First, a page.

‘The Gods of Priam are the Cherubim of Moses & Solomon’: cherubim were strange winged creatures, originally depicted as fierce guardians protecting secret entrances to the ‘holy’ places (i.e. the myth-generating spaces, from which a culture’s dominant stories emerge – such as the Hebrew ‘ark’ or the Delphic ‘omphalos’). Cherubim often appeared in twos, as binaries, and were connected with power, protection, and concealment. Blake’s astonishingly syncretic mind linked the Biblical cherubim (protecting the Ark, and the entrance to Eden), the Babylonian winged ‘Lamassu’ (often protecting doorways or gates), and the similarly ‘winged’ Greek ‘messenger’ god, Apollo (one of the main ‘gods’ of Priam). When Blake says that the Greek sculptors of the Laocoön ‘copied’ these archetypes and ‘applied’ them ‘to Natural Fact, or History of Ilium’, he means that they mistook transcendent psychological processes for literal, historical events and people – the mysterious Mental figure referred to as ‘The Angel of the Divine Presence’ becomes in the literalist, rationalising, and war-based mindset of the Greeks simply an historical priest, though it retains some of its underlying deeper metaphor, of a vaster struggle at work. It’s a sort of lost, rationalised ‘echo’ of a former truth – a feature so characteristic of all Greek philosophy, as Plato himself remarked. The Greeks also perverted the celebration of psychological or ‘Mental Fight’ into a glorification of actual, literal war: as Damon notes, “Blake’s prime objection to the Greeks was their glorification of war.”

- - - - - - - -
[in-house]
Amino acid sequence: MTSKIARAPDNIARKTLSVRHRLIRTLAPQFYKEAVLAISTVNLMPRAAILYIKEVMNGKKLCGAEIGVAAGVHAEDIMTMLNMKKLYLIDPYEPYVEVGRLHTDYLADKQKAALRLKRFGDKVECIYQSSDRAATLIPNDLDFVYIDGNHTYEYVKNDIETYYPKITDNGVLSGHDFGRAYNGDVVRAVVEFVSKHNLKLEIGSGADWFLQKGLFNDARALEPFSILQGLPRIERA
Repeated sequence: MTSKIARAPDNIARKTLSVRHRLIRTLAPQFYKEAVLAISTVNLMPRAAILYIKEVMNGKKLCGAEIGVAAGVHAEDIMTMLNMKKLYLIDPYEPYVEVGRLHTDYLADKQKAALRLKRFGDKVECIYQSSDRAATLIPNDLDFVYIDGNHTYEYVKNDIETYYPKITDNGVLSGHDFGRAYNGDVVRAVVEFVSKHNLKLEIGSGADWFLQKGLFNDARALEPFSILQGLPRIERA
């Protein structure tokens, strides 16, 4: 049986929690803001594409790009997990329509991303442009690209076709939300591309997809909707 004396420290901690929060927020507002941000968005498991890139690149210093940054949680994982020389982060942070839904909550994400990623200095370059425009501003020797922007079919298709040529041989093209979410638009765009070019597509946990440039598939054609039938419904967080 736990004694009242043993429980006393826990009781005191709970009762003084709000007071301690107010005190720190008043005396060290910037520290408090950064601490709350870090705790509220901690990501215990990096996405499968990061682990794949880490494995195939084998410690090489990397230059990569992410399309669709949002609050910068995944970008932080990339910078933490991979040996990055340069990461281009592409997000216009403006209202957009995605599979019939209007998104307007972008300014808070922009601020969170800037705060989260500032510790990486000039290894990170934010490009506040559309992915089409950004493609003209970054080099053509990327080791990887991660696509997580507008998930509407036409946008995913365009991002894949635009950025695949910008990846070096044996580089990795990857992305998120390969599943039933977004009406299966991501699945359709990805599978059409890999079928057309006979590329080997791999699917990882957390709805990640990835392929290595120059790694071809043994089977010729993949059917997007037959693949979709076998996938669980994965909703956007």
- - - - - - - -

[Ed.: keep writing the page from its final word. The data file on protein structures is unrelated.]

What can be Created
Can be Destroyed
Adam is only
The Natural Man
& not the Soul
or Imagination


לילית [Lilith]

“Good & Evil are Riches & Poverty, a Tree of Misery propagating Generation & Death”. It’s interesting that Blake links money with both Morality and the War Machine, as that is exactly how the current system of financial control and command operates (see the ‘Self-Attribution Myth’ below). Blake returns again and again to the corrosive and divisive, adversarial aspect of money-worship, as an inevitable consequence of the dualism generated by “the Fall into Division” – the fall into us/them, rich/poor, higher/lower – just like the similar religious origins of the ‘work ethic’ (another consequence of expulsion from Paradise, so we’re told) – all of which ensures, and perpetuates, the dominance of the psychopathic ‘Angel of the Divine Presence’ Emissary figure in our heads. Even more remarkably, he anticipates much later thinkers such as Marx, Deleuze, Graeber, and Conio, in recognising the link between rationalising thought and this system of quantifiable equivalences: that both money and thinking (left-brain systems of calculation and control) are rooted in a similar despotic, instrumental mindset (“Money, which is The Great Satan or Reason”). As Andrew Conio notes, under capitalism the “unconscious of money” perpetually manifests and resurfaces as violence (‘the War Machine’, structural inequality). As Blake put it, “Where any view of Money exists, Art cannot be carried on, but War only”.

Satans Wife The Goddess Nature is War & Misery, & Heroism a Miser


To left of plate

Spiritual War
Israel deliverd from Egypt
is Art deliverd from
Nature & Imitation

A Poet a Painter a Musician an Architect : the Man
Or Woman who is not one of these is not a Christian
You must leave Fathers & Mothers & Houses & Lands if they stand in the way of Art

The Eternal Body of Man is The IMAGINATION, that is God himself
The Divine Body } ישע [Yeshua] JESUS we are his

It manifests itself in his Works of Art (In Eternity All is Vision)
The True Christian Charity not dependent on Money (the lifes blood of Poor Families)
that is on Caesar or Empire or Natural Religion
Money, which is The Great Satan or Reason
the Root of Good & Evil
In The Accusation of Sin

Read More